The story is littered with various law enforcement officers as you would expect, the key character being Gabrielle Grey. She is naturally as sceptical of Kassie’s claims as anyone, figuring her to be an accomplice, not simply a bystander and it is easy to see why. Grey is strong, determined and focused, if a little tunnel visioned at times. Equally driven by duty and family, whilst she was often an antagonist to the two central characters, I still kind of liked her.

You get a clear sense of place when reading the book too. I don’t know Chicago at all, yet I could picture the scenes quite clearly as the action moved across the city, and could feel the way in which the different settings informed the action, and how the tension ramped up with the jarring clash between the forthcoming violence and the clean suburban lives that the victims had been living. When you consider the way in which the killer selected and studied their victims too, tapping into a very plausible and true to life situation, it may make you think long and hard about the manner in which you live your life.

This is a dark and tense thriller, which keeps the violence predominantly off the page whilst still painting a very clear picture of what occurred. Perhaps not quite as fast paced as some of the authors previous novels, it is still a book which compelled me to read onward. Taking a subject which defies rational explanation and building it into a believable and tight plot line shows the author’s skill in creating drama. This is going to be another big hit amongst his fans.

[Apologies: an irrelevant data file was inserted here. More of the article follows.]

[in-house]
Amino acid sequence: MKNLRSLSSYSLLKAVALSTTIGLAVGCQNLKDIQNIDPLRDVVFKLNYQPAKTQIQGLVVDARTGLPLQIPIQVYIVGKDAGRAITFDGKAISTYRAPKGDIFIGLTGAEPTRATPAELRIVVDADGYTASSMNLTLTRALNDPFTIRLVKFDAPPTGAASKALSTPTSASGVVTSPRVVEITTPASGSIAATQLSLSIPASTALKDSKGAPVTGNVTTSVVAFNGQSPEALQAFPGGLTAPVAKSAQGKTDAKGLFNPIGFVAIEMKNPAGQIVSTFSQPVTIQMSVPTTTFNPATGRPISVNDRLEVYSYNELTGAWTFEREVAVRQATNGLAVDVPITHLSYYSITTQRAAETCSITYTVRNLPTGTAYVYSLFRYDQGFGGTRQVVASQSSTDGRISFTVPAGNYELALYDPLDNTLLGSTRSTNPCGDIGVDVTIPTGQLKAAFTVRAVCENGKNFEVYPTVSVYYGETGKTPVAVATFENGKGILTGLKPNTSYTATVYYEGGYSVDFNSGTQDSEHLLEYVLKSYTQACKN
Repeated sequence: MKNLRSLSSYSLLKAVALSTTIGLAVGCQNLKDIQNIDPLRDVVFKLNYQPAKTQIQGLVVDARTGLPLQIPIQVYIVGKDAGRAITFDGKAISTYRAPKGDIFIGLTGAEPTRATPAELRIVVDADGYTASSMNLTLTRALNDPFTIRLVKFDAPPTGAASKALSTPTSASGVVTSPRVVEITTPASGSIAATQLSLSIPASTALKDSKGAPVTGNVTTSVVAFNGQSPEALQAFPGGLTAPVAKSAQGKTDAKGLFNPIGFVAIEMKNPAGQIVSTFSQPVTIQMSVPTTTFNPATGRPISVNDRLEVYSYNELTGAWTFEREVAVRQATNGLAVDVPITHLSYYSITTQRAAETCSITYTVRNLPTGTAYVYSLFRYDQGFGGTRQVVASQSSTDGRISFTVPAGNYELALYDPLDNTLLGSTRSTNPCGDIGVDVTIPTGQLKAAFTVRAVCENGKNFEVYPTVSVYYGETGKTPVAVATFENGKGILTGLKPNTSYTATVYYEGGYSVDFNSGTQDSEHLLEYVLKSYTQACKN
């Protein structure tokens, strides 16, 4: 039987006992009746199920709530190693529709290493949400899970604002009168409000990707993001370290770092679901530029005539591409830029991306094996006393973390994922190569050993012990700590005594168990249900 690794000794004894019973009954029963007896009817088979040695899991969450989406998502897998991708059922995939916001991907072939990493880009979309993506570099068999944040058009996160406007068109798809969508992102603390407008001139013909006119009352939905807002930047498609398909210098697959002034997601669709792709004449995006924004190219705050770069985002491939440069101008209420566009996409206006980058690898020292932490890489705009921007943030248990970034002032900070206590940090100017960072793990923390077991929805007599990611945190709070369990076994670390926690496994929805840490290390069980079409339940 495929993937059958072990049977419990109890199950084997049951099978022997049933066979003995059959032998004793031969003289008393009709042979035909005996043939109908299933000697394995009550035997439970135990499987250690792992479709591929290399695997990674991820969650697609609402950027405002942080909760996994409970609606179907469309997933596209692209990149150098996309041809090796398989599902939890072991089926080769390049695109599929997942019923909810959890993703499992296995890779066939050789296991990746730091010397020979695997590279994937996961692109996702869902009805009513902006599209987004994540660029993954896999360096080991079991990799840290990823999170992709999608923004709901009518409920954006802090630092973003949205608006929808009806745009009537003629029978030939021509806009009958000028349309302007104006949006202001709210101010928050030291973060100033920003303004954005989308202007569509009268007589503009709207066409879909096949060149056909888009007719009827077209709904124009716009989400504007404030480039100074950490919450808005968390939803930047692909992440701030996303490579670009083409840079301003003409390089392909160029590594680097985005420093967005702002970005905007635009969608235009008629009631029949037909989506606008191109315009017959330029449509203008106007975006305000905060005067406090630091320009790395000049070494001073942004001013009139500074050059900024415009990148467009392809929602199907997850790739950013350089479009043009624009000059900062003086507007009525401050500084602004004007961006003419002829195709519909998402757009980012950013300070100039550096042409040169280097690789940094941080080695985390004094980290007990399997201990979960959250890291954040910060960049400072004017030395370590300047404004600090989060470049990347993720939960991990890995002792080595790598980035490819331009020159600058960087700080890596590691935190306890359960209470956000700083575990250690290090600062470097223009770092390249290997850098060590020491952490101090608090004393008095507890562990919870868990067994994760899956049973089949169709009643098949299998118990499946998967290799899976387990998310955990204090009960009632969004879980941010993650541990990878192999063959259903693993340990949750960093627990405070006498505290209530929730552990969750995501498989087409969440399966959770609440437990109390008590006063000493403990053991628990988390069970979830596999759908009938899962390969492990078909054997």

About the Author

M. J. Arlidge has worked in television for the last twenty years, specializing in high-end drama production, including prime-time crime serials Silent Witness, Torn, The Little House and, most recently, the hit ITV show Innocent. In 2015 his audiobook exclusive Six Degrees of Assassination was a number-one bestseller. His debut thriller, Eeny Meeny, was the UK’s bestselling crime debut of 2014. It was followed by the bestselling Pop Goes the Weasel, The Doll’s House, Liar Liar, Little Boy Blue, Hide and Seek and Love Me Not. Down to the Woods is the eighth DI Helen Grace thriller. In 2019 he published a standalone thriller, A Gift for Dying.

Author Links: Twitter | Facebook